At the very least, the screenwriters should have been passingly familiar with the incident. That is screenwriting 101. Or, maybe screenwriting 104. It is a basic foundation of screenwriting. Write what you know. Research.
The actors are also weighing in, for what that's worth:
[T]he movie's stars Aziz Ansari, Jesse Eisenberg and Nick Swardson say there's no connection to the real-life tragedy.Mr. Ansari is making a semantic argument. Maybe it's not "based on" Wells, but it certainly seems to have been inspired by the story of his death. If Mr. Ansari wants to get into a semantic argument, I can do that, too. I haven't seen the film yet, but I can tell you from the trailer that it certainly does "poke fun at any kind of tragedy." Take a look at the trailer:
"I think if you watch the movie, you know it's not based on [Wells]," Ansari, 28, told Us Weekly at 30 Minutes of Less' premiere Monday in Hollywood. "It's about normal guys who were forced to rob a bank, and I don't think we are poking fun at any kind of tragedy."
You'll note about a minute into the trailer, the Jesse Eisenberg character, the one with the bomb strapped to his chest, has gone to visit his friend, portrayed by Mr. Ansari, at a school "filled with young children." It is Mr. Ansari's character himself who points this out.
Is there nothing more tragic than the deaths of young children? A bomb going off at a school would be a terrible tragedy, and clearly this film is "poking fun" at that idea.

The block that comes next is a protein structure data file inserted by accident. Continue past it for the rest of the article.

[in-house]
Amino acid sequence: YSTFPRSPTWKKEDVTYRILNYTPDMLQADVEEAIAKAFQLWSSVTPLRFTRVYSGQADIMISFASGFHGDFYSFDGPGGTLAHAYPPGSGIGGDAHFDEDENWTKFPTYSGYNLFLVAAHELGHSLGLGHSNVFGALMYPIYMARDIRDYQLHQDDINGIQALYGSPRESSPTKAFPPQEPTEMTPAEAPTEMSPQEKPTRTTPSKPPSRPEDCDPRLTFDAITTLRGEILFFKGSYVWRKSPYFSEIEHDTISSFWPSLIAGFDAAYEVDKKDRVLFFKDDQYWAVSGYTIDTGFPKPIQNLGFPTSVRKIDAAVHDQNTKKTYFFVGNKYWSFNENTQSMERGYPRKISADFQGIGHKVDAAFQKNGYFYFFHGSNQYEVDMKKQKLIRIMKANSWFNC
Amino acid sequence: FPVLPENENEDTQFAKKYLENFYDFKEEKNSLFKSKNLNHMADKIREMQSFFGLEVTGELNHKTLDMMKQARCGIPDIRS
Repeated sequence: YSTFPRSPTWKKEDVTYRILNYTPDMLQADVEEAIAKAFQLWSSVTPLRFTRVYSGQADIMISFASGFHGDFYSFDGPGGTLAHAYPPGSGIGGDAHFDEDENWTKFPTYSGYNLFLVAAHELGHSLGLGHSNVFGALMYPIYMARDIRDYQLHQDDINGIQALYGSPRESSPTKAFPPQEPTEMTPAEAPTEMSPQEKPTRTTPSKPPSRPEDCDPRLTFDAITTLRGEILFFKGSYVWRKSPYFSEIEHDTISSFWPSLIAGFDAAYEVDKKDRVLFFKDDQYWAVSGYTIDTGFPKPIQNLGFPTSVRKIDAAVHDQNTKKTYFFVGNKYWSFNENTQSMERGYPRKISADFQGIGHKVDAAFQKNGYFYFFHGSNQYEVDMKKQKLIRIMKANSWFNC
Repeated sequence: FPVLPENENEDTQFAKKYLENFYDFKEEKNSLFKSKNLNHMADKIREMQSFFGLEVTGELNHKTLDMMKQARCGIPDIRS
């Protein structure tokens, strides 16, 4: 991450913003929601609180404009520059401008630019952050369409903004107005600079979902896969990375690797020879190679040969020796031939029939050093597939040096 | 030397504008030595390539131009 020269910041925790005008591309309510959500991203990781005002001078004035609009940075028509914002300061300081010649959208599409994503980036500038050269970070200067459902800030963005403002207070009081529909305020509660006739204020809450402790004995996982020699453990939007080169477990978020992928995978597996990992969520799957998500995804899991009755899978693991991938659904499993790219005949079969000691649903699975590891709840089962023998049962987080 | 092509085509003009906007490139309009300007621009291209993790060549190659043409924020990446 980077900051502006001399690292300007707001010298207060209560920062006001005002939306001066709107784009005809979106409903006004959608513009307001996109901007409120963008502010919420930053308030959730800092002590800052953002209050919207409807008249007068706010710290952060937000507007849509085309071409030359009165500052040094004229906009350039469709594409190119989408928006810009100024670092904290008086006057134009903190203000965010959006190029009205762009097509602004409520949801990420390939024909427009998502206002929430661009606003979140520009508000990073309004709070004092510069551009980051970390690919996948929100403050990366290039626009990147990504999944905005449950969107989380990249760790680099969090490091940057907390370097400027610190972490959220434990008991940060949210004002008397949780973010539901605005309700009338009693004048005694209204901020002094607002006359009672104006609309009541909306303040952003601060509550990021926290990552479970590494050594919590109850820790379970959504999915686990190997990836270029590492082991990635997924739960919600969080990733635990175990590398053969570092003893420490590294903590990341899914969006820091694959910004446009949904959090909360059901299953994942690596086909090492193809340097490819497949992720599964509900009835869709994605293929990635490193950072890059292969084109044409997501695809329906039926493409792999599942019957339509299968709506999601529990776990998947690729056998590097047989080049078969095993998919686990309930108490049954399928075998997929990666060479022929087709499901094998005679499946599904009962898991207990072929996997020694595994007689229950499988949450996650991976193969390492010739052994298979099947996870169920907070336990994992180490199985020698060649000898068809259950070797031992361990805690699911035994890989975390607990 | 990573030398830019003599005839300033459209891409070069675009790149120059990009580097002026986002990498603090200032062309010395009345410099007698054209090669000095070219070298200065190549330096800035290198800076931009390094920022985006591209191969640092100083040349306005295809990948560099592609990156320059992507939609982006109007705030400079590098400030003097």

So, Mr. Ansari is being disingenuous in his dissembling. As for the other actors:
Swardson, 34, said he "would never make something disrespectful to [that] guy or his family" but finds the controversy surrounding the film "bizarre" and "blown out of proportion."More semantics. "Disrespectful" is in the eye of the beholder. And, yes, the screenplay is about fictional characters in an "insane situation." The question is, was it inspired by a real-life "insane situation"? As Oscar Wilde wrote in The Picture of Dorian Gray,
Eisenberg, 27, reiterated his costars' sentiments. "When [we got] this script, we saw it as these fictional characters put into this insane situation," he said.
It is the spectator, and not life, that art really mirrors.The family of the pizza delivery man killed during the commission of this bank robbery saw in the premise of "30 Minutes or Less" a reflection of Brian Wells' story. Wells' sister, Jean Heid, sent an email of complaint to the Associated Press. The Associated Press wrote a story about it that has been picked up by several different websites. The "controversy" about the film might be "blown out of proportion," but it is human nature to blow things out of proportion. That's hardly "bizarre" -- if you don't believe me, try getting on an airplane sometime without being groped.
Ultimately, anything is fodder for art, whether it is tragic or beautiful. If we try to make the world safe for the most sensitive of our fellow citizens, then we'll be left with no art at all.